Commissurotomy | in neurosurgery

In neurosurgery

In neurosurgery, as a treatment for severe epilepsy, the corpus callosum, or the area of the brain that connects the two hemispheres, would be completely bisected. By eliminating the connection between the two hemispheres of a patient's brain, electrical communication would be cut off greatly diminishing the amount and severity of the epileptic seizures. For some, seizures would be completely eliminated.[2]

Though no effect on behavior was observed after commisurotomy was performed on monkeys, it gave peculiar effects on human perception. Different functions of cognition are predominantly located on one of the hemispheres. For example, Brocas area, crucial for forming sentences, is on most people situated in the left hemisphere ventral to the facial motor cortex. The left hemisphere is referred to as the "talking" hemisphere and the right the "silent". A commisurotomy prevents any sensory input to the silent hemisphere from reaching the talking hemisphere. Since the left visual field is processed in the right hemisphere, a person with a commisurotomy is unable to describe objects to the left, because the "talking" hemisphere has not seen anything. It appears as though the person hadn't seen anything at all, and it doesn't bother him either. It can be demonstrated that stimuli to the right hemisphere for example give emotional response, but because of the severed corpus callosum it cannot be verbalized.[3]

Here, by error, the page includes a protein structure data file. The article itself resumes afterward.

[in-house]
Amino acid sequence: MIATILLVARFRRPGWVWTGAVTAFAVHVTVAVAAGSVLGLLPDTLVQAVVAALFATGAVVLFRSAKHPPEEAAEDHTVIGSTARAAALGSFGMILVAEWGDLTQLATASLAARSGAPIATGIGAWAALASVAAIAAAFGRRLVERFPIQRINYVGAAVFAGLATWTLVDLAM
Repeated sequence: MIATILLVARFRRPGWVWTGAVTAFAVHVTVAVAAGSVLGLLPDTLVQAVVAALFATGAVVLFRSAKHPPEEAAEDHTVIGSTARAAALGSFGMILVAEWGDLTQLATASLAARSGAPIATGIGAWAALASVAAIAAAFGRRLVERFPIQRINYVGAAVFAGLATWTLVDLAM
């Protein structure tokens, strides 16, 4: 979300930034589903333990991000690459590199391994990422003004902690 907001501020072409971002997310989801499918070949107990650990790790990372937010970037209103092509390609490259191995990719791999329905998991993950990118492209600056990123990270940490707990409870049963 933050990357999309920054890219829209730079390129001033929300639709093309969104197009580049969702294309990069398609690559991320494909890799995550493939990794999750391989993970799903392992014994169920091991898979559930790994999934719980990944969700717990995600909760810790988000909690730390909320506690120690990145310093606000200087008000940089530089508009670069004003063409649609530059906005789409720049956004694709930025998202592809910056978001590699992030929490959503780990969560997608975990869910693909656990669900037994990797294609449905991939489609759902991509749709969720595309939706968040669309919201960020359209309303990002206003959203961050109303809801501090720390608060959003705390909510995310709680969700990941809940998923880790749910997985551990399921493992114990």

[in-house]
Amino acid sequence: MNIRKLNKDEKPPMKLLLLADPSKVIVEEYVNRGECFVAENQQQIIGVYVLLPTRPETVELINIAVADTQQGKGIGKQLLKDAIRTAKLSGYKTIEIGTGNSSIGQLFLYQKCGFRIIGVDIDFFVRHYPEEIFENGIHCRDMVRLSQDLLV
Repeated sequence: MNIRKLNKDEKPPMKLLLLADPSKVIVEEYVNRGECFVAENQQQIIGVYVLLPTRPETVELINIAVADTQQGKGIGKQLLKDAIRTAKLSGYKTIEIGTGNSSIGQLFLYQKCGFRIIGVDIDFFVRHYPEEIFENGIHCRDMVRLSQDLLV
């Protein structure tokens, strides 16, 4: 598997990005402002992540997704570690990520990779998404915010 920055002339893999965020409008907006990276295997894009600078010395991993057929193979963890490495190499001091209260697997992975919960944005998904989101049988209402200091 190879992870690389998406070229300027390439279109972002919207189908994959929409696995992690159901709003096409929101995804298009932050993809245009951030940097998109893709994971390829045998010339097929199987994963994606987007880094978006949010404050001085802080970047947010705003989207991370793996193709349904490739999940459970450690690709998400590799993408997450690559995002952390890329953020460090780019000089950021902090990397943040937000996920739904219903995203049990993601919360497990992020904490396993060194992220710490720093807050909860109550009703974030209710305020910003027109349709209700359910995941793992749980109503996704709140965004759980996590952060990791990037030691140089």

Other Languages
العربية: بضع الصوار
español: Comisurotomía
italiano: Commissurotomia
svenska: Kommisurotomi